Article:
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  • Planet Ant presents A Steady Rain

    The Planet Ant Theatre in Hamtramck will present a police drama called A Steady Rain May 2 through 24. Planet Ant veterans Ryan Carlson and York Griffith will star in the play, written by House of Cards and Mad Men co-writer Keith Huff. Tickets ($10-$20) are on sale now at According to the press release, “A Steady Rain by Keith Huff focuses on Joey and Denny, best friends since kindergarten and partners on the police force whose loyalty to each other is tested by domestic affairs, violence and the rough streets of Chicago. Joey helps Denny with his family and Denny helps Joey stay off the bottle. But when a routine disturbance call takes a turn for the worse their loyalty is put to the ultimate test.First produced at Chicago Dramatists, A Steady Rain appeared on Broadway featuring Hugh Jackman and Daniel Craig. The Planet Ant production of A Steady Rain is directed by York Griffith featuring Ryan Carlson and Andy Huff. This marks the return of two of Planet Ant’s founding members. Carlson and Griffith. Griffith has served as the theatre’s Artistic Director where he directed the critically-acclaimed productions The Adding Machine and Who’s Afraid of Virginia Woolf? […]

    The post Planet Ant presents A Steady Rain appeared first on Metro Times Blogs.

  • You can wear Detroit’s blight on your face

    There is no easy answer to the question regarding what should be done with Detroit’s abandoned homes. However, an Eastern Market company has a solution that could reflect Detroit’s possibly bright future. Homes Eyewear has set out to make the city a little more stylish, and do their part in cleaning it up by repurposing select woods from neglected homes for sunglasses. All of the wood that Homes uses is harvested from vacant houses with the assistance of Reclaim Detroit. A lot of work goes into prepping the wood to be cut and shaped into frames. Homes goes through each piece to remove nails, paint or anything else detrimental to their production (it’s a bit strange to think that your wooden sunglasses could have had family portraits nailed to them). In order to produce more durable eyewear, they salvage only hardwoods like maple or beech, which are difficult to come by as most of the blighted homes were built with softer woods like Douglas fir and pine. If you’re worried about looking goofy, or shudder at the thought of salvaged wood resting on your nose, you can rest easy. Homes currently offers frames in the popular wayfarer style and are developing their unique spin on the classic aviators. For as […]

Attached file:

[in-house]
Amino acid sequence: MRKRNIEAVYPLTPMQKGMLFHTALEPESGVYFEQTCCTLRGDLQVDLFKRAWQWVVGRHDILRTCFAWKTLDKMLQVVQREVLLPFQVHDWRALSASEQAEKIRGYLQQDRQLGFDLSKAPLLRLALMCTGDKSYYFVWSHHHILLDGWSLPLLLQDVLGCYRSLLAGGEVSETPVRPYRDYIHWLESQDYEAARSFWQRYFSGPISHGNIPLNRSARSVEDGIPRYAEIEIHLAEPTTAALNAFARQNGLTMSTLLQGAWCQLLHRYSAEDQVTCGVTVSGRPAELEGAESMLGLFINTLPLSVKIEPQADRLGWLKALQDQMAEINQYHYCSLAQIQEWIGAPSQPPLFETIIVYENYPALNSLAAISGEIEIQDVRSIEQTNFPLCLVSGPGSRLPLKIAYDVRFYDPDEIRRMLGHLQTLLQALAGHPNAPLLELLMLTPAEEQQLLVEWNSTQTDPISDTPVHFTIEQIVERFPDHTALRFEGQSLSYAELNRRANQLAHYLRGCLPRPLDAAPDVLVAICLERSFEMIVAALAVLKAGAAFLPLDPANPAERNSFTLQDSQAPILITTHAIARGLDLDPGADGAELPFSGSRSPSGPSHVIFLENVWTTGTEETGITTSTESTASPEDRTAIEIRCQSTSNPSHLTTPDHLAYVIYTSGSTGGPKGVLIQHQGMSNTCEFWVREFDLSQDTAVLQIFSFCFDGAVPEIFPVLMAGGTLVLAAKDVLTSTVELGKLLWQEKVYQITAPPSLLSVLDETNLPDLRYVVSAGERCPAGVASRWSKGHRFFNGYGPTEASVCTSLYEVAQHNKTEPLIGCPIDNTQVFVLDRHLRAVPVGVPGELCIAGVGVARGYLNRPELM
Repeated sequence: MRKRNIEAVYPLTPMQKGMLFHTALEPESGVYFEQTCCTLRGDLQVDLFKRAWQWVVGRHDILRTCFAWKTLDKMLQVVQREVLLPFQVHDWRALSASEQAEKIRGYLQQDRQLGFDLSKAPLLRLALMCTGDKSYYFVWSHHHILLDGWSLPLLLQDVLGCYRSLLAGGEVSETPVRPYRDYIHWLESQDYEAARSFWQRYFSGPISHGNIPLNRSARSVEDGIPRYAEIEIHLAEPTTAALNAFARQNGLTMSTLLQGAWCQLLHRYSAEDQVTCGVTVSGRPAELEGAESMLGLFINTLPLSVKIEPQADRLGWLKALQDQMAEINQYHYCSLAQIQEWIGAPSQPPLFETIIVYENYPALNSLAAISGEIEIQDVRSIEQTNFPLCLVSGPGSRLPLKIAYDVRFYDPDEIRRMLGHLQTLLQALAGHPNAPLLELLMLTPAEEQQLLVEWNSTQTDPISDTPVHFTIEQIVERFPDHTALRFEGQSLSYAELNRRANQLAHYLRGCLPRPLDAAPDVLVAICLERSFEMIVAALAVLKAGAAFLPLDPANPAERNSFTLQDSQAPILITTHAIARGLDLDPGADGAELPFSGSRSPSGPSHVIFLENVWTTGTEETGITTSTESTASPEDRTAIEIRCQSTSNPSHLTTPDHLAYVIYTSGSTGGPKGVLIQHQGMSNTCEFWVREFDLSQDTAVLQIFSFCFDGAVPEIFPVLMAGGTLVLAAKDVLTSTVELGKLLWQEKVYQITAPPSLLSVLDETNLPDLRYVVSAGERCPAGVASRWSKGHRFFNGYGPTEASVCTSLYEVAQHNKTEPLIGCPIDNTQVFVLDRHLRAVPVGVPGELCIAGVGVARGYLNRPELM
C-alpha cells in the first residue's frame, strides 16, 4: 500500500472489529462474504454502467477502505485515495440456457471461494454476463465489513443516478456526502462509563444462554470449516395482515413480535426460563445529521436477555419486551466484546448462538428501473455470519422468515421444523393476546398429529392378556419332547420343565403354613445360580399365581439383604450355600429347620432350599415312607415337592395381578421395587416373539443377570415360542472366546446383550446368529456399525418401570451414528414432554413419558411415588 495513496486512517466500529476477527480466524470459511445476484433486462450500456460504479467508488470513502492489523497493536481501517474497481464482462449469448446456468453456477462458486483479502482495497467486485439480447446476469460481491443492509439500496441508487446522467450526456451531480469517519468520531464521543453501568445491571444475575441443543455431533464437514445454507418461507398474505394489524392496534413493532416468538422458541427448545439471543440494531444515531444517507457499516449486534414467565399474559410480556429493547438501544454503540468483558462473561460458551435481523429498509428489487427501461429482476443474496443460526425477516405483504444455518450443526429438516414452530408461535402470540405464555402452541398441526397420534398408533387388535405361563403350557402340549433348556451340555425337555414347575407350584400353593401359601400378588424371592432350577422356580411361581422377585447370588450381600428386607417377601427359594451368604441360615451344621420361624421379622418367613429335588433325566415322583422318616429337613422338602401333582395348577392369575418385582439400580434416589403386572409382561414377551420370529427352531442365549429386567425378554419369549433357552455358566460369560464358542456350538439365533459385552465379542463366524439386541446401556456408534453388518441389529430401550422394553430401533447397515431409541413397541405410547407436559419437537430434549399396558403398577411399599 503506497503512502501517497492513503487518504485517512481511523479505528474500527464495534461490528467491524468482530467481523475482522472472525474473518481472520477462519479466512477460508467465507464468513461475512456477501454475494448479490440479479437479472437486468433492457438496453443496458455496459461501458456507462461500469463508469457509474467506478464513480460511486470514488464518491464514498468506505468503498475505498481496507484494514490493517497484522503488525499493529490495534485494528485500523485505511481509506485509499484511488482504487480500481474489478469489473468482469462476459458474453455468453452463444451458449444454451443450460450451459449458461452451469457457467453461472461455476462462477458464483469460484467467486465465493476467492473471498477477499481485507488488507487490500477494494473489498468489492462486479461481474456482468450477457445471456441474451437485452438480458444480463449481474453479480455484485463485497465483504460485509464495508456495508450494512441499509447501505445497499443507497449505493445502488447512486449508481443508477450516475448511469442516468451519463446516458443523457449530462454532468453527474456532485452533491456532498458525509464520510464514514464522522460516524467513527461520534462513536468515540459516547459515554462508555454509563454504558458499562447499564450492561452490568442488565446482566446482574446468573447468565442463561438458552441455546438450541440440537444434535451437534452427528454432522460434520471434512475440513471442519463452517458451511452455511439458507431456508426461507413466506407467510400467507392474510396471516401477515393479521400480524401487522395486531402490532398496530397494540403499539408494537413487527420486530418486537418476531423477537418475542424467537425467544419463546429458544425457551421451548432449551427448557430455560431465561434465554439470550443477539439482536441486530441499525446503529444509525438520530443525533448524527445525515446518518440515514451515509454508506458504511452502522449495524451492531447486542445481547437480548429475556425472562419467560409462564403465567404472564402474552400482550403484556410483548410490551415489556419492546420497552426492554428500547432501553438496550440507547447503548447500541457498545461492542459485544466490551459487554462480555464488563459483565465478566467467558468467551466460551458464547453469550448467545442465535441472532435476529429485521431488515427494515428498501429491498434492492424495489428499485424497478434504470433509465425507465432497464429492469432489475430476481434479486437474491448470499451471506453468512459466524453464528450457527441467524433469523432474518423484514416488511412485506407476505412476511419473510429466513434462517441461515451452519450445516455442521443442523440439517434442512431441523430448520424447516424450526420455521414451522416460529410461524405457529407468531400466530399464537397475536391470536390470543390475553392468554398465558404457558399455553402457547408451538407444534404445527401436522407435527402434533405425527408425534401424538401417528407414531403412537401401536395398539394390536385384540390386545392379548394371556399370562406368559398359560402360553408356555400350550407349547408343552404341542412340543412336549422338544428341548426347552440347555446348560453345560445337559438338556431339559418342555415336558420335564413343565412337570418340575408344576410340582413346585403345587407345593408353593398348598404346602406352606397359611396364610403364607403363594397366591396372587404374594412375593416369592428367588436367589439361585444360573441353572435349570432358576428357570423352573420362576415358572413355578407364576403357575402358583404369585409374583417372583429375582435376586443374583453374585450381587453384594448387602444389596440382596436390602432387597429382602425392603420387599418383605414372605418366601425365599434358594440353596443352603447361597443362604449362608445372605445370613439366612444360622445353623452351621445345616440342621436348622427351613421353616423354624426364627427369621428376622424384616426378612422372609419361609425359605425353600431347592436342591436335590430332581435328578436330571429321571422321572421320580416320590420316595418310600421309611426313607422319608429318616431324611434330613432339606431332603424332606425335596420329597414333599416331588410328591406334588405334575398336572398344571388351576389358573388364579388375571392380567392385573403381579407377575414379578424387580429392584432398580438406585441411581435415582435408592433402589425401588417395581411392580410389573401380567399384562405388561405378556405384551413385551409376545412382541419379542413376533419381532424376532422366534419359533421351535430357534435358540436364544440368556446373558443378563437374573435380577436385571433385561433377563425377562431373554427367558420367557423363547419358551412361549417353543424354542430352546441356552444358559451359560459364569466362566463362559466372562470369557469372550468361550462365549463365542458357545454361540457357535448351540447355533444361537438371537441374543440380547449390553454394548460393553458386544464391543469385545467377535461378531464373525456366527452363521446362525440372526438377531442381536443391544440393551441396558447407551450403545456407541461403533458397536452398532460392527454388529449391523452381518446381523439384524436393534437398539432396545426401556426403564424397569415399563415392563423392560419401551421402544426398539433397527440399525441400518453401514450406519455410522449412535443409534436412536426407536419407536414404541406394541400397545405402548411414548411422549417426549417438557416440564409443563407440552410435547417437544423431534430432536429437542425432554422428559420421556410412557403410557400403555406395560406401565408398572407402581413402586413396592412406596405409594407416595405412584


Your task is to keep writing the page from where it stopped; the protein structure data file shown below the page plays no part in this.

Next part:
The post You can wear Detroit’s blight on your face appeared first on Metro Times Blogs.

  • Lily Tomlin coming to Ann Arbor

    Detroit home-girl Lily Tomlin will perform at the Hill Auditorium in Ann Arbor on Saturday, June 14. A press release reads, “Get together with Lily Tomlin for an unforgettable night of fun and sidesplitting laughter. “Tomlin is amazing” The NY Times and “as always a revelation.” The New Yorker This unique comic artist takes her audience on what the Washington Post calls a “wise and howlingly funny” trip with more than a dozen of her timeless characters—from Ernestine to Mrs. Beasley to Edith Ann.” “With astounding skill and energy, Tomlin zaps through the channels like a human remote control. Using a fantastic range of voices, gestures and movements, she conjures up the cast of characters with all the apparent ease of a magician pulling a whole menagerie of animals from a single hat.” NY Daily News “Her gentle touch is as comforting as it is edifying.” NY Time Out She has “made the one-person show the daring, irreverent art form it is today.” Newsweek Her long list of awards includes: a Grammy; two Tonys; six Emmys; an Oscar nomination; two Peabodys; and the prestigious Mark Twain Prize for American Humor. Find more info here. Follow @City_Slang

    The post Lily Tomlin coming to Ann Arbor appeared first on Metro Times Blogs.

  • Welcome Valerie Vande Panne, the new Detroit Metro Times editor